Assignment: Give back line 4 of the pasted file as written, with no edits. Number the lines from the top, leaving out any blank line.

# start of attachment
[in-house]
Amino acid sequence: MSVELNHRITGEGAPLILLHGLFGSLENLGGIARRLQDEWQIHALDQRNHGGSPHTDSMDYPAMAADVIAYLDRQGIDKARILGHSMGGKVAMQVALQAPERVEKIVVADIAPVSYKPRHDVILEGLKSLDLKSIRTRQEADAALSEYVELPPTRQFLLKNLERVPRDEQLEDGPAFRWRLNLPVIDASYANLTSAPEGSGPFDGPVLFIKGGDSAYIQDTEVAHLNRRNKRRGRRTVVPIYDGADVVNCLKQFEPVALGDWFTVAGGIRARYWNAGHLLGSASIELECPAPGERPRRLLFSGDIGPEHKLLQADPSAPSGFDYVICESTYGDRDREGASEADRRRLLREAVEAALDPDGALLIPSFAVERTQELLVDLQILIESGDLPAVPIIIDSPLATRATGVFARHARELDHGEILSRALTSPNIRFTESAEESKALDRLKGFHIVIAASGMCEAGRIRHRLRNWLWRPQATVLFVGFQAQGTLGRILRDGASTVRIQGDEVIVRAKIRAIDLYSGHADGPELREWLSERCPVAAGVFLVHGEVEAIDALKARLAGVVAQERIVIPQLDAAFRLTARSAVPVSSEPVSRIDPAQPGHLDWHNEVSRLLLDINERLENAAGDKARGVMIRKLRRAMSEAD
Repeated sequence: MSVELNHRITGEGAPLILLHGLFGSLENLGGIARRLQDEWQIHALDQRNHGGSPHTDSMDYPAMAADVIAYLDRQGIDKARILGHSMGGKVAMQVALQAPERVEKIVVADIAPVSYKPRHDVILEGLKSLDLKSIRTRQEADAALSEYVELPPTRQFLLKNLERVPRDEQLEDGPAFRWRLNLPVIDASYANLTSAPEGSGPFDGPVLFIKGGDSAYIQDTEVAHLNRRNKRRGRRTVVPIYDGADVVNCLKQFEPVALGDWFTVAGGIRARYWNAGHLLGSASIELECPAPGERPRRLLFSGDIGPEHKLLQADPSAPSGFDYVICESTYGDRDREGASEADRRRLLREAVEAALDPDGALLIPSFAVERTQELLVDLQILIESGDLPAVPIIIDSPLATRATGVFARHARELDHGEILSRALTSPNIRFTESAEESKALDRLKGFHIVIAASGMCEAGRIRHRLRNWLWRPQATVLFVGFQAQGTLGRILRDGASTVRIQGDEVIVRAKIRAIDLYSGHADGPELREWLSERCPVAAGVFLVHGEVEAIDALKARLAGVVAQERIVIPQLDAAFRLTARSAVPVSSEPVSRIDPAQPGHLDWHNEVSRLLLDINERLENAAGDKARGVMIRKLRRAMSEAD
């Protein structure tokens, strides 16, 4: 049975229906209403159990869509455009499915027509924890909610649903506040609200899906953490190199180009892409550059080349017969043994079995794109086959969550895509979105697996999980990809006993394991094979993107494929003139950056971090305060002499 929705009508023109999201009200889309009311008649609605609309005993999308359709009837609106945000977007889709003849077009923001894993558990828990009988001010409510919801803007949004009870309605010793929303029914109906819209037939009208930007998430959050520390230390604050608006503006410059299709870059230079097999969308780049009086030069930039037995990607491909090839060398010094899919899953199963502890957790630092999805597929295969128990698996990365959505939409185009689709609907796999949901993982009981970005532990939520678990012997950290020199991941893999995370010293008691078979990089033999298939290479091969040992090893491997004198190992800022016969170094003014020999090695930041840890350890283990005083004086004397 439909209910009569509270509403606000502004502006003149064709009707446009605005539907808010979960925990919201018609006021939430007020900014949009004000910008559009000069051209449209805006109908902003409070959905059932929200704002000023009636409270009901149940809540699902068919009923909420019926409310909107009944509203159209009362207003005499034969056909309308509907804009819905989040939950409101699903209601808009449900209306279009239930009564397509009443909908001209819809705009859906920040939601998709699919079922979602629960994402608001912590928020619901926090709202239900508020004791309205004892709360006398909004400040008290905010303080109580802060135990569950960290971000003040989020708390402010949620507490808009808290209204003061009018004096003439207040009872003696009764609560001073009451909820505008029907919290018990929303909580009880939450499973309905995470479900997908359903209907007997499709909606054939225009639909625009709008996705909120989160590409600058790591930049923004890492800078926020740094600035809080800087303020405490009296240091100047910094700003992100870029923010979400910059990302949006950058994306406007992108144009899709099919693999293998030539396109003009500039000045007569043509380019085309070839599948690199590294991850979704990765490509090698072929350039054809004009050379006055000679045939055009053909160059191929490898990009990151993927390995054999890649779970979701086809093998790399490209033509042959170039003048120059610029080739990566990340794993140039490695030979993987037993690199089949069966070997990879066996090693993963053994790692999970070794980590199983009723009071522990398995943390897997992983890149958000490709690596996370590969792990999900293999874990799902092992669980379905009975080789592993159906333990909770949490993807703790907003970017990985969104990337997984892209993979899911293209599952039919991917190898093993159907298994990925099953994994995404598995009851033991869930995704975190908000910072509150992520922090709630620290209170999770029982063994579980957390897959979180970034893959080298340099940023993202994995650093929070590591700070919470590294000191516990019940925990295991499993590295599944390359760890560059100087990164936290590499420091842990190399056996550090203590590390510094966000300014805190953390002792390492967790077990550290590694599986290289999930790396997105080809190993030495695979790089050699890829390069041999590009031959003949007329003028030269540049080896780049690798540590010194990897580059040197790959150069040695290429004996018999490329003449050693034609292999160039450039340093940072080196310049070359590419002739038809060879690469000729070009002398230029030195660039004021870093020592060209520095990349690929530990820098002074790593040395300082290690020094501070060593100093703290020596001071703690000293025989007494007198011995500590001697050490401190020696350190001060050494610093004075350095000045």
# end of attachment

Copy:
């Protein structure tokens, strides 16, 4: 049975229906209403159990869509455009499915027509924890909610649903506040609200899906953490190199180009892409550059080349017969043994079995794109086959969550895509979105697996999980990809006993394991094979993107494929003139950056971090305060002499 929705009508023109999201009200889309009311008649609605609309005993999308359709009837609106945000977007889709003849077009923001894993558990828990009988001010409510919801803007949004009870309605010793929303029914109906819209037939009208930007998430959050520390230390604050608006503006410059299709870059230079097999969308780049009086030069930039037995990607491909090839060398010094899919899953199963502890957790630092999805597929295969128990698996990365959505939409185009689709609907796999949901993982009981970005532990939520678990012997950290020199991941893999995370010293008691078979990089033999298939290479091969040992090893491997004198190992800022016969170094003014020999090695930041840890350890283990005083004086004397 439909209910009569509270509403606000502004502006003149064709009707446009605005539907808010979960925990919201018609006021939430007020900014949009004000910008559009000069051209449209805006109908902003409070959905059932929200704002000023009636409270009901149940809540699902068919009923909420019926409310909107009944509203159209009362207003005499034969056909309308509907804009819905989040939950409101699903209601808009449900209306279009239930009564397509009443909908001209819809705009859906920040939601998709699919079922979602629960994402608001912590928020619901926090709202239900508020004791309205004892709360006398909004400040008290905010303080109580802060135990569950960290971000003040989020708390402010949620507490808009808290209204003061009018004096003439207040009872003696009764609560001073009451909820505008029907919290018990929303909580009880939450499973309905995470479900997908359903209907007997499709909606054939225009639909625009709008996705909120989160590409600058790591930049923004890492800078926020740094600035809080800087303020405490009296240091100047910094700003992100870029923010979400910059990302949006950058994306406007992108144009899709099919693999293998030539396109003009500039000045007569043509380019085309070839599948690199590294991850979704990765490509090698072929350039054809004009050379006055000679045939055009053909160059191929490898990009990151993927390995054999890649779970979701086809093998790399490209033509042959170039003048120059610029080739990566990340794993140039490695030979993987037993690199089949069966070997990879066996090693993963053994790692999970070794980590199983009723009071522990398995943390897997992983890149958000490709690596996370590969792990999900293999874990799902092992669980379905009975080789592993159906333990909770949490993807703790907003970017990985969104990337997984892209993979899911293209599952039919991917190898093993159907298994990925099953994994995404598995009851033991869930995704975190908000910072509150992520922090709630620290209170999770029982063994579980957390897959979180970034893959080298340099940023993202994995650093929070590591700070919470590294000191516990019940925990295991499993590295599944390359760890560059100087990164936290590499420091842990190399056996550090203590590390510094966000300014805190953390002792390492967790077990550290590694599986290289999930790396997105080809190993030495695979790089050699890829390069041999590009031959003949007329003028030269540049080896780049690798540590010194990897580059040197790959150069040695290429004996018999490329003449050693034609292999160039450039340093940072080196310049070359590419002739038809060879690469000729070009002398230029030195660039004021870093020592060209520095990349690929530990820098002074790593040395300082290690020094501070060593100093703290020596001071703690000293025989007494007198011995500590001697050490401190020696350190001060050494610093004075350095000045």